occupy the peninsula Arabia preserving their indigenous and original
Afro-Arab customs.
Descriptions and Ethnogenesis of the Original Arabs:
The tribes leaving the north and central parts of Arabia occupying the
Hejaz and Nejd can be divided into major branches. They include those
traditional genealogy called Ishmaelites or descendants of Kedar, like
the tribes of Qays ibn Ailan or El Nas and El Yas, and the Rabiah and
Wail all based in the central regions of the peninsula. Many of these
were the Saracens whom Ammianus Marcellinus, Roman general of
the 4th c. A.D. claimed had originated from the cataracts of the Nile in
Sudan.

It is the north and central group of Arabians inhabiting the Jordan, the
Harra and the Nejd whose ancestors came to be called Ishmaelites,
descendants of Thamud (the second Ad), Kedar and Nabait (all
traditionally children of Ismail). (The Nabataeans were among those
known also as Amurru or Amorites in late Assyrian texts.)
In the tradition of Syria and in the later European Jewish or Rabbinic
tradition the term Kushi signified black peoples, and in fact, became
a derogatory term. A European Jewish Targum text Song 1:5 employs
the phrase as black as the Kushi who live in the tents of Kedar.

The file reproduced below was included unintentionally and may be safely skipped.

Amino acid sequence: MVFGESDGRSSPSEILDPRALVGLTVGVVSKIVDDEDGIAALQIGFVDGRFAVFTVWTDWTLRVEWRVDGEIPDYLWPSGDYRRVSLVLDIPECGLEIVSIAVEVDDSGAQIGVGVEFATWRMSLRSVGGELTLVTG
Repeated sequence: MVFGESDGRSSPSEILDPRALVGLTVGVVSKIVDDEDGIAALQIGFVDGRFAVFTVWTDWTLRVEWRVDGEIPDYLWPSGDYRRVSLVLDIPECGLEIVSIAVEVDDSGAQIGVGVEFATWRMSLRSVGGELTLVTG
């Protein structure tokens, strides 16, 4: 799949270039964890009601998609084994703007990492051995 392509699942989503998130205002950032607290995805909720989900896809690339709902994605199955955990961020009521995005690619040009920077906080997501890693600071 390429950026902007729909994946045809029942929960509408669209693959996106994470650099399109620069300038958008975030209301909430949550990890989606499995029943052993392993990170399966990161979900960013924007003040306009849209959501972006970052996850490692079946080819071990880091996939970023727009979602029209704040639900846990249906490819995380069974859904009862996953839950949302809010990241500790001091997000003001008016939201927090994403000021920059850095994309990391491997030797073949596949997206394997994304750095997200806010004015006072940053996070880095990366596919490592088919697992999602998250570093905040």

Because many of the indigenous Arabian people of Jordan and Hejaz
were near black in color and claim descent from the Kedar, Kinanniyya
(Kanaani or Canaan), and Nabataeans (such as the modern
Haweitat), the Syrians and others who had come to adopt Arabic
nationality (or who had been colonized by the Arabs), came to presume
names such as Nabit, Kedar, Kanaan meant black people.
David Goldbergs author of The Curse of Ham: Race and Slavery in
Early Judaism, Christianity and Islam wrote Dimashqi, who lists the
Nabataeans (Nbt) among the descendants of Ham together with the
Copts, the BrBr (Berbers) and the Sudan and the Akkbar al Zaman,
which lists the Nabit , among the children of Canaan also said the
word, Nabit signifies black see p. 313 The 10th c. Al Masudi of
Baghdad , is thought to have written the text, Akbar al Zaman. Al
Dimashqi of Syria belonged to the 13th century.
In the southern part of Arabia the modern Qahtan Arabs are
descendants of the peoples known mainly as Sabaeans, Himyarites,
Main and Azd (also called Asad, Zayyed or Sid) in Arab genealogy.
These came to spread north and became the progenitors of many
Ismailites . Thus, many groups have genealogies which make them
both north Arabian descendants of Ismail and descendants of Qahtan
through the Azdites (Zayyed) or Maddhij of Yemen, two descendants of
Himyar and Kahlan sons of Saba. Most of the living Qahtan tribes told
the European colonial ethnographers that they came in remote times